Tackling Complex Cancer Questions with Systems Biology

Cancer is a complex disease system involving multiple molecular, genetic, and cellular events. From its early initiation through progression and metastasis, cancer can adapt and evolve as a result of both internal and external signals. These properties make cancer difficult to predict, prevent, and treat. There has been significant progress in characterizing the genetics of cancer, as well as the downstream effects on the molecular and cellular pathways that are critical for the initiation and progression of cancer. However, studies focused on the role of one gene have highlighted the need to understand cancers as integrated systems of genes, networks, and intercellular interactions.

Cancer systems biology is uniquely poised to address the complexity associated with cancer through its unique integration of experimental biology and computational and mathematical analysis. Instead of viewing cancer through the lens of a single mutation or alteration, the goal of cancer systems biology is to provide a birds eye view of the changing cancer ecosystem, thus allowing cancer biologists and oncologists to understand and predict how one alteration effects an entire tumor system.The multidisciplinary Cancer Systems Biology Consortium, funded by the National Cancer Institute, aims to tackle the most perplexing issues in cancer to increase our understanding of tumor biology, treatment options, and patient outcome.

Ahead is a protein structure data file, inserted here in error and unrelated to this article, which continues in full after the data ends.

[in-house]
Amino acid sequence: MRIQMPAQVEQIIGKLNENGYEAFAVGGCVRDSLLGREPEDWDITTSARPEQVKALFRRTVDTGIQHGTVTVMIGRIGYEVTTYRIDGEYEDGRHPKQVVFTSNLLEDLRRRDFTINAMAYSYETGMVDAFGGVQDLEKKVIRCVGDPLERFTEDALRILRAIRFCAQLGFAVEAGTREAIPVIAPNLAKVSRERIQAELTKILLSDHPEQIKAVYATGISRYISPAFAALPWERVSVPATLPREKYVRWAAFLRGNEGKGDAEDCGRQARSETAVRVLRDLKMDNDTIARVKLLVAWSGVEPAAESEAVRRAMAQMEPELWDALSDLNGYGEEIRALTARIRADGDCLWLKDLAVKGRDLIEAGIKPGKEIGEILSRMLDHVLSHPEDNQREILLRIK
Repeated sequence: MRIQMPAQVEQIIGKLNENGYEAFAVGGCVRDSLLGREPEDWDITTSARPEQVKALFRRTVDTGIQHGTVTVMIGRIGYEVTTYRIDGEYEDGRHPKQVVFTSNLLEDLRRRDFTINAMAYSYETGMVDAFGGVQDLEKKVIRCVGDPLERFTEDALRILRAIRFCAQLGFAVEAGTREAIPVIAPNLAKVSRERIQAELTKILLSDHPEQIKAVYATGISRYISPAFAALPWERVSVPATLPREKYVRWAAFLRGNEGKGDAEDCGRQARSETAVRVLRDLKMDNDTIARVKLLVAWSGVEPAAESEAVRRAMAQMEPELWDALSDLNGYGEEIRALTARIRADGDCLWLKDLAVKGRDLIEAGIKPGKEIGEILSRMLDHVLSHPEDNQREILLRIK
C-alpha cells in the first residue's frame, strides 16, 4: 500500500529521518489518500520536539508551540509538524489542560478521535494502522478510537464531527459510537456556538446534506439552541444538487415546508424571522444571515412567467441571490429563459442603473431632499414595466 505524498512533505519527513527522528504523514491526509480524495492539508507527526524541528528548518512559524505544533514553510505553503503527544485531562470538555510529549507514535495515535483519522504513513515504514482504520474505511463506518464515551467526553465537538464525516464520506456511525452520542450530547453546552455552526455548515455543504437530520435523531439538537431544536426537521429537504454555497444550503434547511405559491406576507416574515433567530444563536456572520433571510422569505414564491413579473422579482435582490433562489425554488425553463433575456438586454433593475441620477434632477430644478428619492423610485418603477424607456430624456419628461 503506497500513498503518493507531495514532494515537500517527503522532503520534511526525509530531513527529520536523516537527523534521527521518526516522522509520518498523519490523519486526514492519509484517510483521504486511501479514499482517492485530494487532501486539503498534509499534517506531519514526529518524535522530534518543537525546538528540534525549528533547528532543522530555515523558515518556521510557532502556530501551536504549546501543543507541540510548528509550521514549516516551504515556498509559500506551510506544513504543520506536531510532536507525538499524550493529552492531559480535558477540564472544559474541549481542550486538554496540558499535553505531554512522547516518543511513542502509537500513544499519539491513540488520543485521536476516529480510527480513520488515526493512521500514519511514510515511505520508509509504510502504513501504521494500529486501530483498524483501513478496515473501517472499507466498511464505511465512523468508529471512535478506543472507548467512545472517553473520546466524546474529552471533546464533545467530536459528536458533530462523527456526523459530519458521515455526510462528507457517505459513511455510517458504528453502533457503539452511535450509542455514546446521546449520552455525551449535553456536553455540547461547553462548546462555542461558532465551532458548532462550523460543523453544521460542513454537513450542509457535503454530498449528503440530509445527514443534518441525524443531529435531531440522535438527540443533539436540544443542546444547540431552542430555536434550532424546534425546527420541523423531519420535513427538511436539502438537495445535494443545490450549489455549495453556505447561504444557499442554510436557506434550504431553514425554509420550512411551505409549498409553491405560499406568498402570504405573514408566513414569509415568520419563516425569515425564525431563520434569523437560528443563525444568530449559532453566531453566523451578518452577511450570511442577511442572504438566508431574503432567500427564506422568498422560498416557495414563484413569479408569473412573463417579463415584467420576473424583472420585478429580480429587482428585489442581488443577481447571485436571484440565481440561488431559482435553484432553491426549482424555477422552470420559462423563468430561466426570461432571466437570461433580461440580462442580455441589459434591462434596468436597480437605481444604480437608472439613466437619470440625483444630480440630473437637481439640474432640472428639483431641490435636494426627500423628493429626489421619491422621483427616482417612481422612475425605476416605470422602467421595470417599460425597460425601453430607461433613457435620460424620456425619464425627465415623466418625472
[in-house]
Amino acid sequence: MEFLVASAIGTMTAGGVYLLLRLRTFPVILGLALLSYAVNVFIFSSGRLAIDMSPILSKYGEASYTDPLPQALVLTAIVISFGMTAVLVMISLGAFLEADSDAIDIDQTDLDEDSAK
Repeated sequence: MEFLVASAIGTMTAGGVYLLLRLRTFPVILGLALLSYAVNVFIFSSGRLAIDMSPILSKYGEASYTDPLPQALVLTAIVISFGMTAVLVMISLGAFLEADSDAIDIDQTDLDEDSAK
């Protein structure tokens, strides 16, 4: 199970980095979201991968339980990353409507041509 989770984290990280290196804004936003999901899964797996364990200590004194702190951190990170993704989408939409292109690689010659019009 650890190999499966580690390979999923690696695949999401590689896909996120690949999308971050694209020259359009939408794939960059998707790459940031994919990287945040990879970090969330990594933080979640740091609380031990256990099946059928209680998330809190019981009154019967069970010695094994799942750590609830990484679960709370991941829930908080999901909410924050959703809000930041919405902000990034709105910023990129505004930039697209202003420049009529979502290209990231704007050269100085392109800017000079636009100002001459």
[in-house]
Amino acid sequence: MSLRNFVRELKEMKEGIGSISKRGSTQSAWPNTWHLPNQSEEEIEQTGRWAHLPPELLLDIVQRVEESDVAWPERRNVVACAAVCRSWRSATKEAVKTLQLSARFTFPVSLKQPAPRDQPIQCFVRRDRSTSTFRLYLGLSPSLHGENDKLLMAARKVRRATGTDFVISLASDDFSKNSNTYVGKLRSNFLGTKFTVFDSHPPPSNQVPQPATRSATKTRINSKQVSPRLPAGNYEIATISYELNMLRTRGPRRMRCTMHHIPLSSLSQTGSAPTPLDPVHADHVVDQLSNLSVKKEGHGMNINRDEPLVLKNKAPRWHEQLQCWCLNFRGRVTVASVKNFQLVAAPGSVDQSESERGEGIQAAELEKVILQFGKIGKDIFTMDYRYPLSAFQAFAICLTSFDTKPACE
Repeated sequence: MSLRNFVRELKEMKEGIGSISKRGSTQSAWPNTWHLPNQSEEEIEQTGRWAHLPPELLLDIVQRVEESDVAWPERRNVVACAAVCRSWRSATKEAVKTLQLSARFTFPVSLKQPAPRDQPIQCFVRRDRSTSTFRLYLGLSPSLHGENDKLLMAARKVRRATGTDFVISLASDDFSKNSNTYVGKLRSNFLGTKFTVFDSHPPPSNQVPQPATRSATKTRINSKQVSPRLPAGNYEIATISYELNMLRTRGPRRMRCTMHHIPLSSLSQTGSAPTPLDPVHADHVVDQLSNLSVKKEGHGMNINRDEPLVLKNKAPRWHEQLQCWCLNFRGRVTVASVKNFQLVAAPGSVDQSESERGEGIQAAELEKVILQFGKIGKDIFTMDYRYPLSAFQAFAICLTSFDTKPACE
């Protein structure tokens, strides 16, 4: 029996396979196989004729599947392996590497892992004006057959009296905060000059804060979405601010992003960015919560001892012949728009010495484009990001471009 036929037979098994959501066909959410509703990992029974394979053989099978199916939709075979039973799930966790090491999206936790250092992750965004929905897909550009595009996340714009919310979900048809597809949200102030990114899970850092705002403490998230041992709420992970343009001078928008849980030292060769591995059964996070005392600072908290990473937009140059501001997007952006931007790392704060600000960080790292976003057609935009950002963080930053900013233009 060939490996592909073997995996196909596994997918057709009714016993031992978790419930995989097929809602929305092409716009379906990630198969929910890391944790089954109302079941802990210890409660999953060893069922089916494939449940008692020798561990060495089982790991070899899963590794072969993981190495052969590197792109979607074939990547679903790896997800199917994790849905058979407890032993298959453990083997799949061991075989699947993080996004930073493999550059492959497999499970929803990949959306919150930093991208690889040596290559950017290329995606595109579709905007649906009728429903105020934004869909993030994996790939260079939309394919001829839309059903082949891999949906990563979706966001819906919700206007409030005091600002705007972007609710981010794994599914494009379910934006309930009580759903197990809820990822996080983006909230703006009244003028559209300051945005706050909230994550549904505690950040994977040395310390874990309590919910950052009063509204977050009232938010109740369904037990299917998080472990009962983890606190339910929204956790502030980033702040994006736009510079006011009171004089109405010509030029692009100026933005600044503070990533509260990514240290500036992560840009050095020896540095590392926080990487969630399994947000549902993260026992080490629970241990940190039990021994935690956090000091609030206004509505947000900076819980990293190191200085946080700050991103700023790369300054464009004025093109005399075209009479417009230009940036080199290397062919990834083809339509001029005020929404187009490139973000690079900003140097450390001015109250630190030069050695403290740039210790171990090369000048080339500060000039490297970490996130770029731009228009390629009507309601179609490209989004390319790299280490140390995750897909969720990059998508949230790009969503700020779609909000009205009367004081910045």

Impact of Cancer Systems Biology

There has been an explosion in the quantity of available experimental data from high-throughput technologies, such as genomic sequencing, transcriptomics, metabolomics, and proteomics. Additionally, targeted experiments on a smaller scale have provided important information about complex interactions within and between cells. Systems analyses and predictive modeling are necessary to integrate across these datasets that span different length and time scales to convert them into knowledge. For ten years from 2004-2014, the National Cancer Institute supported the Integrative Cancer Biology Program (ICBP), a precursor to the current Cancer Systems Biology Consortium. The ICBP brought together cancer biologists and oncologists with computer scientists, mathematicians, and engineers to tackle important cancer questions including the identification of tumor master transcriptional regulators, the role of microRNAs in cancer progression and metastasis, the development of drug resistance in heterogeneous tumor contexts, and optimization of combination therapies for cancer treatment. It is envisioned that the successes of cancer systems biology will encourage investigators to bring these tools to bear on emerging and difficult cancer questions that will require a systems approach to fully comprehend.


Research reported in this publication was supported by the National Cancer Institute of the National Institutes of Health under Award Number U24CA209923. The content is solely the responsibility of the authors and does not necessarily represent the official views of the National Institutes of Health.